I’ve always wanted to have something running at my place to notify me in case of motion. Most of the time it would be the cat, but eh, cat pics are the best, right ? Don’t you think it would be great to count how many times she goes eating at night ? Well…
A friend of mine had a D-Link DCS 932L abandoned in a box and was ok to lend it to me. It’s a basic IP camera supporting Ethernet and wireless connection and having a night mode.
After I plugged it on my router and updated the firmware to the latest version (I’m not really into having my devices hacked and used in attacks such as Mirai attacks), I’ve connected the camera on my local network using wifi but the router disallowed it to go out of the local network. It was ready to use:
This article is separated in three parts:
Part 1 - Get the picture
Why developing it myself
First things first, we can see in the original application accessible through an HTTP server running on the camera that there is a motion detection page. Nice, it’s probably already done and I won’t have to reinvent the wheel.
However, the important part of motion detection would be to notify me of motion and to save the pictures somewhere, this is the disappointing part. The application provides a feature to copy the pictures on a FTP server or a feature to send them by email using an SMTP server, but:
- I don’t want and will never want to have the responsability and the pain of running an SMTP server.
- As for the FTP server, why not. I could setup one but… what about the notification part ?
- Also, I don’t want the camera to be connected to the internet, I want it to be only accessible from my local network.
Then, I took a look at OpenWrt: the DCS-932L is actually supported and it looks like it is easy to setup. Don’t forget that the camera has been borrowed from a friend and unfortunately, even if I would have a more friendly system setup on the camera (with probably direct access to the picture), I would still need to code something to detect the motion, store the pictures and do the notifications.
This is when I’ve decided that it should be pretty quick to do it myself, if only the picture was not too hard to retrieve from another device of my local network. Finally, it’s been a long time since I’ve decided that I don’t need any excuses to develop something.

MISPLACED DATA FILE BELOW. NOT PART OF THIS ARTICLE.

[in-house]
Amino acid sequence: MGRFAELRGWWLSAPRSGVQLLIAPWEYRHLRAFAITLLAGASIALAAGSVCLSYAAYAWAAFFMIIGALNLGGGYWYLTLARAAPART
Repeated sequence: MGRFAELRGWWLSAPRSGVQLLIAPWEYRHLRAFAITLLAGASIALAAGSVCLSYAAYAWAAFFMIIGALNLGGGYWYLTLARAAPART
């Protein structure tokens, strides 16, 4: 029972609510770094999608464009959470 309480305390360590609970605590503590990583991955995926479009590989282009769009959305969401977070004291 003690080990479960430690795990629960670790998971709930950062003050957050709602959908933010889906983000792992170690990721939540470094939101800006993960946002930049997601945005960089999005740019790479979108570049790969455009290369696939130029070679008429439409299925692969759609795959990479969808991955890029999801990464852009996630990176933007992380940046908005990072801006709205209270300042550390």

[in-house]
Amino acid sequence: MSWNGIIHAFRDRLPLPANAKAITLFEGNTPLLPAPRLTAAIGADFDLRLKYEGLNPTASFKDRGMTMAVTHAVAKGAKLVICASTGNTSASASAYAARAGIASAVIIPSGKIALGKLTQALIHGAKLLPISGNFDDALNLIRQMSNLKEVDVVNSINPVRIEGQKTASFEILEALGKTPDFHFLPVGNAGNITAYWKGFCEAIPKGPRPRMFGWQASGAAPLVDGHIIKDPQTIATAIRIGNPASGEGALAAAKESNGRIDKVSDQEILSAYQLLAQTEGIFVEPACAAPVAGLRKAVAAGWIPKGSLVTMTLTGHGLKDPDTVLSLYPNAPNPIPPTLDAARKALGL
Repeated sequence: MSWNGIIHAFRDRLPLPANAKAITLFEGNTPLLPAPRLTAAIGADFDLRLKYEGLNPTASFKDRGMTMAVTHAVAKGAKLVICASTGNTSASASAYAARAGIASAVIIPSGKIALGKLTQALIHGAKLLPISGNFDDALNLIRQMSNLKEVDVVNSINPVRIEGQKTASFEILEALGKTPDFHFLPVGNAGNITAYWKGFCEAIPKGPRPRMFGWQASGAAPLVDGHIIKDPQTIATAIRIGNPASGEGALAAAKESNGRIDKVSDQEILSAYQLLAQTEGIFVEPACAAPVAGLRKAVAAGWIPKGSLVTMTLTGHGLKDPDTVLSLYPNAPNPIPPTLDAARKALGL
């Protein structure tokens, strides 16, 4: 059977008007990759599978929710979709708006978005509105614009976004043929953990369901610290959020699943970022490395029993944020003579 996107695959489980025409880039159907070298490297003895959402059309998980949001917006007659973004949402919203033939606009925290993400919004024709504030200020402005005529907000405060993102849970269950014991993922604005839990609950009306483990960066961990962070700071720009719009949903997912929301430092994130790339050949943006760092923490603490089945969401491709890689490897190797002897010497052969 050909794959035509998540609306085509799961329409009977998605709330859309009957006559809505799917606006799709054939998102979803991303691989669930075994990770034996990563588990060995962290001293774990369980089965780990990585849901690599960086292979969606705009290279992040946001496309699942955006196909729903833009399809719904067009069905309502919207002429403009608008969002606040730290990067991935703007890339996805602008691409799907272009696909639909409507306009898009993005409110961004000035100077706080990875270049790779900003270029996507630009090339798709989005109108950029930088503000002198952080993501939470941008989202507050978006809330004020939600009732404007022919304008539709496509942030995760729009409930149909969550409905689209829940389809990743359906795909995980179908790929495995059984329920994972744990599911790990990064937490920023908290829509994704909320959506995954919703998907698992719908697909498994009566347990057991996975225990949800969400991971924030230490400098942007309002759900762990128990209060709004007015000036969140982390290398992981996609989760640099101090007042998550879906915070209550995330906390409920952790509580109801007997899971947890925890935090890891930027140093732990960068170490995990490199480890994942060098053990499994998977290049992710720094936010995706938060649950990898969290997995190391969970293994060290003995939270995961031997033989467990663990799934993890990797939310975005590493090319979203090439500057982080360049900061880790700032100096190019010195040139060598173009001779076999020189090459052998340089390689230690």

Get the picture from the camera
Back to the welcome page of the default application, we can see that the picture is accessible without Java nor ActiveX as we already see a picture. Note that I’m logged in, I’ve filled my login/password in a basic authentication popup of the browser so, what is interesting to us is how the browser identifies itself to the camera HTTP server. Probably cookies or session token, etc. One right-click later and the development tools opened:
We can see in the request headers an “Authorization” field: it’s the one used for “Basic Authentication” and here, it definitely looks like it’s the only thing sent by the browser to identify itself. Before continuing, I want to address a detail a bit scary about this IP camera:
Just calling the HTTP server of the camera without any credentials information gives you information on the device behind this HTTP server. It means that people having this camera directly accessible on internet openly disclose the device model to everyone: it is something critical if there is known and effective vulnerabilities for this model. I would not be surprised if some can be found on Shodan.
Back to our use-case. Let’s decode this
base64 encoded string:
Nothing special here it is just HTTP Basic Auth. In other words: it’s clear text password provided through HTTP headers. So next thing to try is to simply call the camera HTTP server with this header set with the same value as seen in the browser devtools.
OK. It was scarily easy. First
curl call is to read the HTTP status response to validate whether or not our guess is right: we have an HTTP 200 response, looks like we’re authorized to get this file. The second call is to get the image and store it in the
image.jpg file. So, what do we have in image.jpg ?
It’s actually what the camera sees: we have our picture.
This is the end of the Part 1 - Get the image. In Part 2 - Motion detection, we’ll see how to retrieve these pictures with Golang, detect motion and store these pictures.